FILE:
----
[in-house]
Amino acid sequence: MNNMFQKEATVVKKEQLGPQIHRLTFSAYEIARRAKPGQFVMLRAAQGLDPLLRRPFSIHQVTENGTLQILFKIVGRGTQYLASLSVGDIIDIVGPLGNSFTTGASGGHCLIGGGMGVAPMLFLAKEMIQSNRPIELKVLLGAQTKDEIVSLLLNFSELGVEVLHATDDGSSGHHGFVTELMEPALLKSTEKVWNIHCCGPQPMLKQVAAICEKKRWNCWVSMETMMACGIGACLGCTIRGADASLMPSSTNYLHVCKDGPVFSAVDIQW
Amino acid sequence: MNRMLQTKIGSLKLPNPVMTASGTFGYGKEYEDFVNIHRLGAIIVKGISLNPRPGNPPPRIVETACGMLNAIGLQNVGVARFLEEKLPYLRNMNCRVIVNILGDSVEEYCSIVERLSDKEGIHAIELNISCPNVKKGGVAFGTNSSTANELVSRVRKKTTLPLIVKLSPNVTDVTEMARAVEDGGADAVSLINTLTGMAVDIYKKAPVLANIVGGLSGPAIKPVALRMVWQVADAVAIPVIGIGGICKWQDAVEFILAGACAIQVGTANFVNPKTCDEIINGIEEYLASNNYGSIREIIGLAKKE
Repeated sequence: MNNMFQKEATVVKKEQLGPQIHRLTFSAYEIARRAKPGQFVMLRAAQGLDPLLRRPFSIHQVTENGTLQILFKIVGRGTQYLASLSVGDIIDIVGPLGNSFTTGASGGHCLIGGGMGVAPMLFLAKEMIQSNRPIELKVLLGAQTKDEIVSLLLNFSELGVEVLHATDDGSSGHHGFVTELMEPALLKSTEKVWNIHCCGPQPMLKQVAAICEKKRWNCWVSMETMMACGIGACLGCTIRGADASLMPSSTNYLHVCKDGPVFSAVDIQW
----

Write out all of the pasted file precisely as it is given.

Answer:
[in-house]
Amino acid sequence: MNNMFQKEATVVKKEQLGPQIHRLTFSAYEIARRAKPGQFVMLRAAQGLDPLLRRPFSIHQVTENGTLQILFKIVGRGTQYLASLSVGDIIDIVGPLGNSFTTGASGGHCLIGGGMGVAPMLFLAKEMIQSNRPIELKVLLGAQTKDEIVSLLLNFSELGVEVLHATDDGSSGHHGFVTELMEPALLKSTEKVWNIHCCGPQPMLKQVAAICEKKRWNCWVSMETMMACGIGACLGCTIRGADASLMPSSTNYLHVCKDGPVFSAVDIQW
Amino acid sequence: MNRMLQTKIGSLKLPNPVMTASGTFGYGKEYEDFVNIHRLGAIIVKGISLNPRPGNPPPRIVETACGMLNAIGLQNVGVARFLEEKLPYLRNMNCRVIVNILGDSVEEYCSIVERLSDKEGIHAIELNISCPNVKKGGVAFGTNSSTANELVSRVRKKTTLPLIVKLSPNVTDVTEMARAVEDGGADAVSLINTLTGMAVDIYKKAPVLANIVGGLSGPAIKPVALRMVWQVADAVAIPVIGIGGICKWQDAVEFILAGACAIQVGTANFVNPKTCDEIINGIEEYLASNNYGSIREIIGLAKKE
Repeated sequence: MNNMFQKEATVVKKEQLGPQIHRLTFSAYEIARRAKPGQFVMLRAAQGLDPLLRRPFSIHQVTENGTLQILFKIVGRGTQYLASLSVGDIIDIVGPLGNSFTTGASGGHCLIGGGMGVAPMLFLAKEMIQSNRPIELKVLLGAQTKDEIVSLLLNFSELGVEVLHATDDGSSGHHGFVTELMEPALLKSTEKVWNIHCCGPQPMLKQVAAICEKKRWNCWVSMETMMACGIGACLGCTIRGADASLMPSSTNYLHVCKDGPVFSAVDIQW